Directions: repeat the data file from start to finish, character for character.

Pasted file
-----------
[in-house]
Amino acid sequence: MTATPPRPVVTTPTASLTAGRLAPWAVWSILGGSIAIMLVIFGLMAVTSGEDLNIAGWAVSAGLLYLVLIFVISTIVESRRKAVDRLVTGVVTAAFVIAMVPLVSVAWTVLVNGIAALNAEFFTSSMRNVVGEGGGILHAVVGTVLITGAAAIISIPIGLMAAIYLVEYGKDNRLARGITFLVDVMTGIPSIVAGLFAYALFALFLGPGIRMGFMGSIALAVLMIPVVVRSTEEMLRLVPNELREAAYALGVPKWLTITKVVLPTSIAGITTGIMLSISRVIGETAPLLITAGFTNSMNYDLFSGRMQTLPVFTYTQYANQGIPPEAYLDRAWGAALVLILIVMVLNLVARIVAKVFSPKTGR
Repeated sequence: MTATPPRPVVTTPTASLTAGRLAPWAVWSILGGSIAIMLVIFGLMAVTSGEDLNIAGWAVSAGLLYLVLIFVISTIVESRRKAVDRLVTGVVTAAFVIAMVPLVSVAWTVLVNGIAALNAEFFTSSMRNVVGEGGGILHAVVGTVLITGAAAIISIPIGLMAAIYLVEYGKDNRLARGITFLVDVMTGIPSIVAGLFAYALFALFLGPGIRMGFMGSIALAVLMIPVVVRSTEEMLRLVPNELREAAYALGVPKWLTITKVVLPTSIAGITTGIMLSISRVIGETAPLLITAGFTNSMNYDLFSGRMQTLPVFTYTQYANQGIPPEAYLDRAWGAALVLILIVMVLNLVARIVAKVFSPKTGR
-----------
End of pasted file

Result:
[in-house]
Amino acid sequence: MTATPPRPVVTTPTASLTAGRLAPWAVWSILGGSIAIMLVIFGLMAVTSGEDLNIAGWAVSAGLLYLVLIFVISTIVESRRKAVDRLVTGVVTAAFVIAMVPLVSVAWTVLVNGIAALNAEFFTSSMRNVVGEGGGILHAVVGTVLITGAAAIISIPIGLMAAIYLVEYGKDNRLARGITFLVDVMTGIPSIVAGLFAYALFALFLGPGIRMGFMGSIALAVLMIPVVVRSTEEMLRLVPNELREAAYALGVPKWLTITKVVLPTSIAGITTGIMLSISRVIGETAPLLITAGFTNSMNYDLFSGRMQTLPVFTYTQYANQGIPPEAYLDRAWGAALVLILIVMVLNLVARIVAKVFSPKTGR
Repeated sequence: MTATPPRPVVTTPTASLTAGRLAPWAVWSILGGSIAIMLVIFGLMAVTSGEDLNIAGWAVSAGLLYLVLIFVISTIVESRRKAVDRLVTGVVTAAFVIAMVPLVSVAWTVLVNGIAALNAEFFTSSMRNVVGEGGGILHAVVGTVLITGAAAIISIPIGLMAAIYLVEYGKDNRLARGITFLVDVMTGIPSIVAGLFAYALFALFLGPGIRMGFMGSIALAVLMIPVVVRSTEEMLRLVPNELREAAYALGVPKWLTITKVVLPTSIAGITTGIMLSISRVIGETAPLLITAGFTNSMNYDLFSGRMQTLPVFTYTQYANQGIPPEAYLDRAWGAALVLILIVMVLNLVARIVAKVFSPKTGR